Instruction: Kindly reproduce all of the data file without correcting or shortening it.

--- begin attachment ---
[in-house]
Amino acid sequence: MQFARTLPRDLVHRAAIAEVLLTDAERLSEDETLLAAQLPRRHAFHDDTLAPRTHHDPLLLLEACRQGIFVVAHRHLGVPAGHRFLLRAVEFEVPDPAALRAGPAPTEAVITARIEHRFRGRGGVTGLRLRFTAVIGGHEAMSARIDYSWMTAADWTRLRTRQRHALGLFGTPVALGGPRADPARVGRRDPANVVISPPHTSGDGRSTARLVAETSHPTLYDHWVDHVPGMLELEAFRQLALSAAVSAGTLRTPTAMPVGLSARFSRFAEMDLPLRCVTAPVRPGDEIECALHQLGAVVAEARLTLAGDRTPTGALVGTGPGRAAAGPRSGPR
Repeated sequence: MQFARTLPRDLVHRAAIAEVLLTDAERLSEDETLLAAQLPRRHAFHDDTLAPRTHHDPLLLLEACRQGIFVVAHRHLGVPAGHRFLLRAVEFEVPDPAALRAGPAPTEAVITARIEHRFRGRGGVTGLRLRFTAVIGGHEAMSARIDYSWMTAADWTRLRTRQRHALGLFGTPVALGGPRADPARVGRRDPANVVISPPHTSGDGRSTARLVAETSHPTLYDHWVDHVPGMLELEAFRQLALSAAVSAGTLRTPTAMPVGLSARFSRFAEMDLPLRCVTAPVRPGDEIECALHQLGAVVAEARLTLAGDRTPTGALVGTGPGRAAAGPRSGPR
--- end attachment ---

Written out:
[in-house]
Amino acid sequence: MQFARTLPRDLVHRAAIAEVLLTDAERLSEDETLLAAQLPRRHAFHDDTLAPRTHHDPLLLLEACRQGIFVVAHRHLGVPAGHRFLLRAVEFEVPDPAALRAGPAPTEAVITARIEHRFRGRGGVTGLRLRFTAVIGGHEAMSARIDYSWMTAADWTRLRTRQRHALGLFGTPVALGGPRADPARVGRRDPANVVISPPHTSGDGRSTARLVAETSHPTLYDHWVDHVPGMLELEAFRQLALSAAVSAGTLRTPTAMPVGLSARFSRFAEMDLPLRCVTAPVRPGDEIECALHQLGAVVAEARLTLAGDRTPTGALVGTGPGRAAAGPRSGPR
Repeated sequence: MQFARTLPRDLVHRAAIAEVLLTDAERLSEDETLLAAQLPRRHAFHDDTLAPRTHHDPLLLLEACRQGIFVVAHRHLGVPAGHRFLLRAVEFEVPDPAALRAGPAPTEAVITARIEHRFRGRGGVTGLRLRFTAVIGGHEAMSARIDYSWMTAADWTRLRTRQRHALGLFGTPVALGGPRADPARVGRRDPANVVISPPHTSGDGRSTARLVAETSHPTLYDHWVDHVPGMLELEAFRQLALSAAVSAGTLRTPTAMPVGLSARFSRFAEMDLPLRCVTAPVRPGDEIECALHQLGAVVAEARLTLAGDRTPTGALVGTGPGRAAAGPRSGPR